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When Tobacco Was KingFamilies, Farm Labor, and Federal Policy in the Piedmont$
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Evan P. Bennett

Print publication date: 2014

Print ISBN-13: 9780813060149

Published to Florida Scholarship Online: January 2015

DOI: 10.5744/florida/9780813060149.001.0001

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PRINTED FROM FLORIDA SCHOLARSHIP ONLINE (www.florida.universitypressscholarship.com). (c) Copyright University Press of Florida, 2020. All Rights Reserved. An individual user may print out a PDF of a single chapter of a monograph in FLASO for personal use.date: 01 June 2020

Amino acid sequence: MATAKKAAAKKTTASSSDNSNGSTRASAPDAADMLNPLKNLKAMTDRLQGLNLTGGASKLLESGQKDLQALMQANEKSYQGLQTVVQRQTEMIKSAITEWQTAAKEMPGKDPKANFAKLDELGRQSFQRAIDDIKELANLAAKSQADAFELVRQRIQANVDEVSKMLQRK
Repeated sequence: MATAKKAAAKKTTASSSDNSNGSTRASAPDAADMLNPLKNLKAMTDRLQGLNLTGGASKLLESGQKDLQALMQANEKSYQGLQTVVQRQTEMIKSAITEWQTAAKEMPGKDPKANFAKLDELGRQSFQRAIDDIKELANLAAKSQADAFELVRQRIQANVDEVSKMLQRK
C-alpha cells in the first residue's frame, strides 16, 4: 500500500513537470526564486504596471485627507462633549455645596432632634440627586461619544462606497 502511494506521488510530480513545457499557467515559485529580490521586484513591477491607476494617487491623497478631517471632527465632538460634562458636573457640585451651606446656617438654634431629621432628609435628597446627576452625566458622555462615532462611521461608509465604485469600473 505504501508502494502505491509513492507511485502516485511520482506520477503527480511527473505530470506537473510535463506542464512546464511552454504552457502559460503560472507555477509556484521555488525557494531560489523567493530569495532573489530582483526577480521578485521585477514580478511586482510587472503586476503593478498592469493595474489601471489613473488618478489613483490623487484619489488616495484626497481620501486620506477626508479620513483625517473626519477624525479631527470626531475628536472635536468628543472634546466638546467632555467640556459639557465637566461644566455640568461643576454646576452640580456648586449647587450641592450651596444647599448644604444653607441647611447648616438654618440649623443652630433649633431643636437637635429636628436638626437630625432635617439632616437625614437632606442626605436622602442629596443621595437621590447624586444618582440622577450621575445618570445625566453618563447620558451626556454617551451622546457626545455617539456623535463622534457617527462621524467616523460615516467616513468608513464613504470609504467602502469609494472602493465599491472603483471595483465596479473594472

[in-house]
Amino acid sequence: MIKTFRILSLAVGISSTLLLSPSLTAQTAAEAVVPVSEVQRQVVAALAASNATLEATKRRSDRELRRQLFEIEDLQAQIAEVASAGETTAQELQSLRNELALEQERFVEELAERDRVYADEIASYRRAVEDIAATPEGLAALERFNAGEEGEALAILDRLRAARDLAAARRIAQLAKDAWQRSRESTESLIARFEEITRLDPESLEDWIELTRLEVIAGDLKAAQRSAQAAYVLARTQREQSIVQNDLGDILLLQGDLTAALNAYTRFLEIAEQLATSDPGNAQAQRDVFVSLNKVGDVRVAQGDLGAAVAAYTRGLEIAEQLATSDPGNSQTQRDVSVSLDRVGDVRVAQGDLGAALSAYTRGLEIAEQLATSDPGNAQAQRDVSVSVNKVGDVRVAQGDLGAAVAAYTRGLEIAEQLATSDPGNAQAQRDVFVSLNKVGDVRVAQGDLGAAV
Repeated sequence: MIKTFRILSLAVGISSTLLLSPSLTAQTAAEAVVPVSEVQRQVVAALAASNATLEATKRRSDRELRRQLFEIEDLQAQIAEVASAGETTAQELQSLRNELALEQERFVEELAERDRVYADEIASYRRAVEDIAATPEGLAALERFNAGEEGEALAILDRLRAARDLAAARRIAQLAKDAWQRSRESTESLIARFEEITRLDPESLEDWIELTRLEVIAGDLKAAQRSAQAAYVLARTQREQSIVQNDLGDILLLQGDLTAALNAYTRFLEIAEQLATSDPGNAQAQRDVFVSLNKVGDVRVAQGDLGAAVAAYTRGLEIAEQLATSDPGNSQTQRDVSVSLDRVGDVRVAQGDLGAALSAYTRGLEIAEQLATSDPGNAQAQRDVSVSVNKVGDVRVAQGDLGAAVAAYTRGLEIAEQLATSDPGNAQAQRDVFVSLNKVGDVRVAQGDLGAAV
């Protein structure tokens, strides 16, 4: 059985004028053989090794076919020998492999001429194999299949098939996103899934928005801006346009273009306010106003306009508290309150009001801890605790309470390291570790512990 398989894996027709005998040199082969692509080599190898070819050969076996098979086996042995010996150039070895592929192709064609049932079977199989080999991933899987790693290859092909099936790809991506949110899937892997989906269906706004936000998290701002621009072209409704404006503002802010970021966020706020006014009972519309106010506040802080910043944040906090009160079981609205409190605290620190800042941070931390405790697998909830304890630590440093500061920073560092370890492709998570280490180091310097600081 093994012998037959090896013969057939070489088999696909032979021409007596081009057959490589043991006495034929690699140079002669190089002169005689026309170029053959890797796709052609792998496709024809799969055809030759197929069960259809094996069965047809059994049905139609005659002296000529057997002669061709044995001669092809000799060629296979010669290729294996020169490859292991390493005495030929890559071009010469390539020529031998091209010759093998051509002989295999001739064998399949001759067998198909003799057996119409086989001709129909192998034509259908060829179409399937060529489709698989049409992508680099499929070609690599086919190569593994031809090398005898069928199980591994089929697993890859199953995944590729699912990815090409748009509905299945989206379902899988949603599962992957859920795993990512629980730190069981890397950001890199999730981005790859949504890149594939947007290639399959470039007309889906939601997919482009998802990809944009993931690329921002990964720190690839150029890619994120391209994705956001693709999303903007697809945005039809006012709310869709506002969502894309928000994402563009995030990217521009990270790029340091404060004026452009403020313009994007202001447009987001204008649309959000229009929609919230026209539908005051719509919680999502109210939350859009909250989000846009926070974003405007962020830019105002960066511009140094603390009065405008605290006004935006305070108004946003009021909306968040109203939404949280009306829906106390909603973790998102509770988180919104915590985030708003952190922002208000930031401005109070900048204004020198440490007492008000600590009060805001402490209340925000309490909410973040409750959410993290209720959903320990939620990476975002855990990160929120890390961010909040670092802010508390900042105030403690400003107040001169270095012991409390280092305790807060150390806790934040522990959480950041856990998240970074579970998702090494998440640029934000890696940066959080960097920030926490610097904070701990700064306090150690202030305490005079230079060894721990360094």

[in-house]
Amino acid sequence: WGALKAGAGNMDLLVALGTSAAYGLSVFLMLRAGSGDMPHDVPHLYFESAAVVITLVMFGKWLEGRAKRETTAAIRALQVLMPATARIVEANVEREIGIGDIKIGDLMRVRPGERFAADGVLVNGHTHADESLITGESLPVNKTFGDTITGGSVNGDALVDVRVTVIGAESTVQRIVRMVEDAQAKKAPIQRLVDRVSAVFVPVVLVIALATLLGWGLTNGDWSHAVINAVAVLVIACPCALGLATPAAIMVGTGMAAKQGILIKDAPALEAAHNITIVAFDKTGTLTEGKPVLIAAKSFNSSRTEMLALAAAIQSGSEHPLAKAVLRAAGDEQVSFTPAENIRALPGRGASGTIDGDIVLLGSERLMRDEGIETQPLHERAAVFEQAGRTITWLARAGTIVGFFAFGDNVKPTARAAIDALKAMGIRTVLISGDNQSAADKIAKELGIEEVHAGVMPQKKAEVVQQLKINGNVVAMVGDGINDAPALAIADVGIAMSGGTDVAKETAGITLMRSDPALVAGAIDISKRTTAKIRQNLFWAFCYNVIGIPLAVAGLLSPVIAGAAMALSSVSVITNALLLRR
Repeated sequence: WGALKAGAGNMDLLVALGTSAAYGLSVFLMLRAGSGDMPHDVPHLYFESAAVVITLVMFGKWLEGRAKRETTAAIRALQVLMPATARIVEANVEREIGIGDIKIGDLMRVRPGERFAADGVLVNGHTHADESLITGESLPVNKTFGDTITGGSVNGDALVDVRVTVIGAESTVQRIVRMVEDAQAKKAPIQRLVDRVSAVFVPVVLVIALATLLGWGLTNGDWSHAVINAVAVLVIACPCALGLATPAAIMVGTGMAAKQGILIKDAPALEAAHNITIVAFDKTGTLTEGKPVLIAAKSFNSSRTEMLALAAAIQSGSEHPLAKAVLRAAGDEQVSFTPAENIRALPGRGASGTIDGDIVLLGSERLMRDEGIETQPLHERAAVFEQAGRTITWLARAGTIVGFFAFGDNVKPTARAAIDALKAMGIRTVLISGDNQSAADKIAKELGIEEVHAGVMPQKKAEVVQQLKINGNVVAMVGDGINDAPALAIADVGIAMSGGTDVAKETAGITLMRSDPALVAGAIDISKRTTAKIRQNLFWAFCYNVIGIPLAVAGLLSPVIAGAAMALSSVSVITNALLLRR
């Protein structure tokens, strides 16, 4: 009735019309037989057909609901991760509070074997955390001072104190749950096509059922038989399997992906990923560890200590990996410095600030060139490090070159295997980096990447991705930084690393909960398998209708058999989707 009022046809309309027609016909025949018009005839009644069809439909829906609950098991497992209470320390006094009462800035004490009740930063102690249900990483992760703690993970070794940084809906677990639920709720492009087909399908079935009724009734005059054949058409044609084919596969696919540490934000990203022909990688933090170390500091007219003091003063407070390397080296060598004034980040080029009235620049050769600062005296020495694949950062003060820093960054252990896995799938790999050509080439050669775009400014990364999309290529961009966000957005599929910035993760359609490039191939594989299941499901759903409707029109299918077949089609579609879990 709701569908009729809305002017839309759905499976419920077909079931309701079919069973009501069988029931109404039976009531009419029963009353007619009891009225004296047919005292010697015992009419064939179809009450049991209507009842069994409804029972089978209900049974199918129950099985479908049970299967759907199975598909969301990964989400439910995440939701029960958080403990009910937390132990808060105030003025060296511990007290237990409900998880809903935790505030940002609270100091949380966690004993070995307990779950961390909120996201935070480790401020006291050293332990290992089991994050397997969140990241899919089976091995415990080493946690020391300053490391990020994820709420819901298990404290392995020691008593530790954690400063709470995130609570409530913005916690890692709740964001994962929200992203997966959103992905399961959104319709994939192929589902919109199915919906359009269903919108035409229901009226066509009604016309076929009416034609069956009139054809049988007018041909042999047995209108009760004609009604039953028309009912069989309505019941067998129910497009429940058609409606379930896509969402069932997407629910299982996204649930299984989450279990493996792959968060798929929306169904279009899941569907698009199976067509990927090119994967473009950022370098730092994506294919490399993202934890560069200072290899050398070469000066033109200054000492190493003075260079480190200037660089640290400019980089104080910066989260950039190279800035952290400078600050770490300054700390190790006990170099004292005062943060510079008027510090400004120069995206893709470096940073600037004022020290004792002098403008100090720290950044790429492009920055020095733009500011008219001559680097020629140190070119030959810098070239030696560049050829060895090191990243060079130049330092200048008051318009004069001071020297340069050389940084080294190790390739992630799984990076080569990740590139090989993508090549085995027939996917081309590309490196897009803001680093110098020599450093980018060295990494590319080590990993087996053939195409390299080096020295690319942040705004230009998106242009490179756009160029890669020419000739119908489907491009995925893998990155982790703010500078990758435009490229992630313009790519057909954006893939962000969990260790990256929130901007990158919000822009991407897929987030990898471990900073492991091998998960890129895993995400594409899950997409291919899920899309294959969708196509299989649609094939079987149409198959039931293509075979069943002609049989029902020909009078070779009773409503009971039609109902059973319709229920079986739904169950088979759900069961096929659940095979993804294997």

Stabilization

Stabilization

Chapter:
(p.75) 5 Stabilization
Source:
When Tobacco Was King
Author(s):

Evan P. Bennett

Publisher:
University Press of Florida
DOI:10.5744/florida/9780813060149.003.0006

This chapter argues that the Federal Tobacco Program provided the higher prices tobacco farm families had long sought, but failed to deliver the stability they hoped these would provide. Its primary weakness was its dependence on across-the-board acreage reductions to keep production in line with demand which effectively undermined the small fam families it had been designed to protect. By the 1960s, thousands of small farm families had been forced to take work off farms in order to subsidize their incomes or quit farming tobacco altogether. Despite this, they clung ever tighter to the Federal Tobacco Program—voting to continue its controls via referenda—because of its predictability and the protections it offered from the increasing demands of tobacco manufacturers made regarding cultural practices in the fields.

Keywords:   Tobacco, Federal Tobacco Program, Tobacco farms

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